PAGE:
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The cutty sark carried what cargo?

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Last updated by Michelle Brannon
cutty sark museum greenwich

We're featuring the Cutty Sark in today's image to mark the 150th anniversary of her launch on 22 November 1869. Built for speed, she began her short career as a tea clipper racing across oceans 'at a clip' to deliver the season's first tea harvest to England. While at times the Cutty Sark was considered one of the fastest ships in the world, her practical use as a cargo ship was ending almost as soon as she was launched. Steamships using the much shorter route through the newly opened Suez Canal were able to deliver the tea harvest faster and cheaper. In 1883, the Cutty Sark began hauling wool from Australia, but within 10 years steamships also disrupted this business.

By 1922, she was the last clipper ship still in use when she was sold to Wilfred Dowman, who had her restored and turned into a cadet training ship. In 1954, the Cutty Sark was docked at Greenwich, restored again and opened to the public. She was closed again for the Cutty Sark Conservation Project in 2006 but was devastated by fire the following year. Fortunately her original masts and many planks were in storage at the time and she was able to reopen, fully restored, in 2012, with most of her original features still intact. Today, visitors to the Royal Museums Greenwich can explore all facets of this former pinnacle of sailing technology, which is part of Maritime Greenwich, a UNESCO World Heritage Site.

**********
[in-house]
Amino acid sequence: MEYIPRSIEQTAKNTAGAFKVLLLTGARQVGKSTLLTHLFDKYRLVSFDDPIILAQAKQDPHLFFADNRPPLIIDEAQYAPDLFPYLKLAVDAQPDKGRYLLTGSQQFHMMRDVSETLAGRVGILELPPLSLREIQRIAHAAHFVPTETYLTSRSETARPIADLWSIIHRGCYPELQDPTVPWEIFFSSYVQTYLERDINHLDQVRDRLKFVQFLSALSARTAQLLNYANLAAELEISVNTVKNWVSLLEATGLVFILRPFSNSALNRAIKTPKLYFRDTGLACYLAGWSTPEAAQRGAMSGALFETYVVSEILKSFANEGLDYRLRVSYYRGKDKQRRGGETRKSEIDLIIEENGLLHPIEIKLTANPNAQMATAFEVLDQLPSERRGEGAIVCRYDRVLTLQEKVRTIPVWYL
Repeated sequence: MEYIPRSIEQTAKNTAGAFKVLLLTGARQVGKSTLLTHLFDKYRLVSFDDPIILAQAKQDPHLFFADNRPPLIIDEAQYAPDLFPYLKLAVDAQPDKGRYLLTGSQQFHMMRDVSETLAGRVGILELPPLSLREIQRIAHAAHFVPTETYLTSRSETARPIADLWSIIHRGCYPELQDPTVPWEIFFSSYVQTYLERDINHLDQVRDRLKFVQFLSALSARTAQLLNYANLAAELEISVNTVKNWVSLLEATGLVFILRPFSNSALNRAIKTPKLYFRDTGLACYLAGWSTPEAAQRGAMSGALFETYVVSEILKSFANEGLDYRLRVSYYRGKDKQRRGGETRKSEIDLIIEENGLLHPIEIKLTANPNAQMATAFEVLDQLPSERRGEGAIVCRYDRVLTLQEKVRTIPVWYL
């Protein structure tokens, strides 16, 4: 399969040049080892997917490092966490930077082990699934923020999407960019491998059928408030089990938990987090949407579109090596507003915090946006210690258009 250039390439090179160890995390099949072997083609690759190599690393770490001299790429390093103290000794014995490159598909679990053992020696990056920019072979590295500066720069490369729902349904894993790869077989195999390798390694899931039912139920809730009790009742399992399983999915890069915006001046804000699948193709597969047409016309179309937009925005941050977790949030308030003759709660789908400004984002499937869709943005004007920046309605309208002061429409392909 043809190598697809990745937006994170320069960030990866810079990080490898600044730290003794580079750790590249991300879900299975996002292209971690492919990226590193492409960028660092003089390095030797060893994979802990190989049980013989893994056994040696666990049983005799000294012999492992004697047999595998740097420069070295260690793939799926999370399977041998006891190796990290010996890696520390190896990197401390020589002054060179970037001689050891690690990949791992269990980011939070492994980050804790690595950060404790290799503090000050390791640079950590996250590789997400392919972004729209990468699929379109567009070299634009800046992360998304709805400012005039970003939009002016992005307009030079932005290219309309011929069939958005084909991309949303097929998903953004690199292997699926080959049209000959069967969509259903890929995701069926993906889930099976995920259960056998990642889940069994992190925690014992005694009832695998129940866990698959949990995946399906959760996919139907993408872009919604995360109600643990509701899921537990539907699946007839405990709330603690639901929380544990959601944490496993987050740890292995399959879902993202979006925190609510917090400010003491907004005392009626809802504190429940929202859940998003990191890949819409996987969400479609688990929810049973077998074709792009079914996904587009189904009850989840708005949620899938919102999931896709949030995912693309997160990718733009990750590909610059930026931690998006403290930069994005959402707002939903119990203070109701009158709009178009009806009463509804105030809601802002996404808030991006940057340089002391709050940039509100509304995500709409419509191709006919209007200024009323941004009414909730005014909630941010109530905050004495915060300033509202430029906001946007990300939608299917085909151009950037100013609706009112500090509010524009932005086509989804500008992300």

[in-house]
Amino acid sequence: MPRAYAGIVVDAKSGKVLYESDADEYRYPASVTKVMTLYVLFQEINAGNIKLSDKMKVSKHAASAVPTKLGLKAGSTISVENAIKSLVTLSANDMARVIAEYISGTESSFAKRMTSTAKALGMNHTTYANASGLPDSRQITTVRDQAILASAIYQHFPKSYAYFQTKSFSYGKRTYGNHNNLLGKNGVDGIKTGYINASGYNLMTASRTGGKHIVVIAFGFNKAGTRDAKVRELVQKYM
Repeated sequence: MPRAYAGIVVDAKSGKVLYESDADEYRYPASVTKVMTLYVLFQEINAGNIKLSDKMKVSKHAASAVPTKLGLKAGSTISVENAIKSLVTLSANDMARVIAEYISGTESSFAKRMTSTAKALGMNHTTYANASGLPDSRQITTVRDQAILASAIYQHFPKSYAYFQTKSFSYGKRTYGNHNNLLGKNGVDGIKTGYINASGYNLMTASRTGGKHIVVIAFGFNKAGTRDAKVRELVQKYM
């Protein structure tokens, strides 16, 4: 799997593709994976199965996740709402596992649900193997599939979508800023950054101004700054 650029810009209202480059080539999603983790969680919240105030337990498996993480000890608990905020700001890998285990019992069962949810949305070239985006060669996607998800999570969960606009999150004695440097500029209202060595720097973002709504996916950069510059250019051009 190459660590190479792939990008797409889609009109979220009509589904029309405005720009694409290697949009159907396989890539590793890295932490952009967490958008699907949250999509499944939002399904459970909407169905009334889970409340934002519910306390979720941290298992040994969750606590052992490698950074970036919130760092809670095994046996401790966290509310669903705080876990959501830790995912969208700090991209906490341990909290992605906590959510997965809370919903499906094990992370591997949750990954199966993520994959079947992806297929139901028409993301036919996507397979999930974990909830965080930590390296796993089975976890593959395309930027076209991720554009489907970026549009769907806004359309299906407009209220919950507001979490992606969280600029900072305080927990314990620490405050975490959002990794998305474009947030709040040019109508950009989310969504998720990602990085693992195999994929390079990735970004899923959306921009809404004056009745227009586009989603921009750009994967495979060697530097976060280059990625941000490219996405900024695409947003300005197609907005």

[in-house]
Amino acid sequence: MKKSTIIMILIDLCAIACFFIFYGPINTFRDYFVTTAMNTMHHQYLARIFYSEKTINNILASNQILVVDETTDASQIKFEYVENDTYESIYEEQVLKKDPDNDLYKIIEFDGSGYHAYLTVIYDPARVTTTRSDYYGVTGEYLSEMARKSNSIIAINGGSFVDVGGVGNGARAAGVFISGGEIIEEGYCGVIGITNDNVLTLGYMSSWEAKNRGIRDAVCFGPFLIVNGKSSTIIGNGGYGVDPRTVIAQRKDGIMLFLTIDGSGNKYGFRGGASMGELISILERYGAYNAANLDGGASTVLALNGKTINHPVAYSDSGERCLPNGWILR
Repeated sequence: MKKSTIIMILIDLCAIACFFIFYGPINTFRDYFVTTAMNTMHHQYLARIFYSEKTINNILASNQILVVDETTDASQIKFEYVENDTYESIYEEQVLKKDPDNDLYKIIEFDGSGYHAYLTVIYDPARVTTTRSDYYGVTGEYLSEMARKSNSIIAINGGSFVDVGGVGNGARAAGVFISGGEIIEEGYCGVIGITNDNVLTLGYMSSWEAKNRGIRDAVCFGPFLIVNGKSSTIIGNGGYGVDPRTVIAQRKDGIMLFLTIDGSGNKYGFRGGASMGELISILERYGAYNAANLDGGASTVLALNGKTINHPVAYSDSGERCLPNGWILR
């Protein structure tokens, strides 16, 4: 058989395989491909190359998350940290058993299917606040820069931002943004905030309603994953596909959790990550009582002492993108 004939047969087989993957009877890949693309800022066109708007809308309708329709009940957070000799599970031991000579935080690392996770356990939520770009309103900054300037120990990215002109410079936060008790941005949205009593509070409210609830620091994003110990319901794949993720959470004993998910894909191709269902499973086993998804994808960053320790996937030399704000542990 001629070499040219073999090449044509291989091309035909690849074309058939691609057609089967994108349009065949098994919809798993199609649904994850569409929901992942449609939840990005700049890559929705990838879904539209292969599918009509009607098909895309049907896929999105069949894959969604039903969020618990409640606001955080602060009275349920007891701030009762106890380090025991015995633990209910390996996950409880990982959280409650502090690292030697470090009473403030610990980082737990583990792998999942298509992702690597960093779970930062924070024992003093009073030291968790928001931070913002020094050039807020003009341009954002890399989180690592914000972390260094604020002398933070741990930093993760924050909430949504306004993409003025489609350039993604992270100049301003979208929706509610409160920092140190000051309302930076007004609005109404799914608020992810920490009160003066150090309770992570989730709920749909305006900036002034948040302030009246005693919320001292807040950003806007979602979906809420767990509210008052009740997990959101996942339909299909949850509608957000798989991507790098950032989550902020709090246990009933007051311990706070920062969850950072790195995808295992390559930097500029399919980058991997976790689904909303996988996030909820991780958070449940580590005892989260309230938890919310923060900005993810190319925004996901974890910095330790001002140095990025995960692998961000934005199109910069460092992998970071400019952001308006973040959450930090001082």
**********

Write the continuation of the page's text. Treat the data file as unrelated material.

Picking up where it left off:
Source: Bing

Posted: November 26, 2019, 12:53 pm


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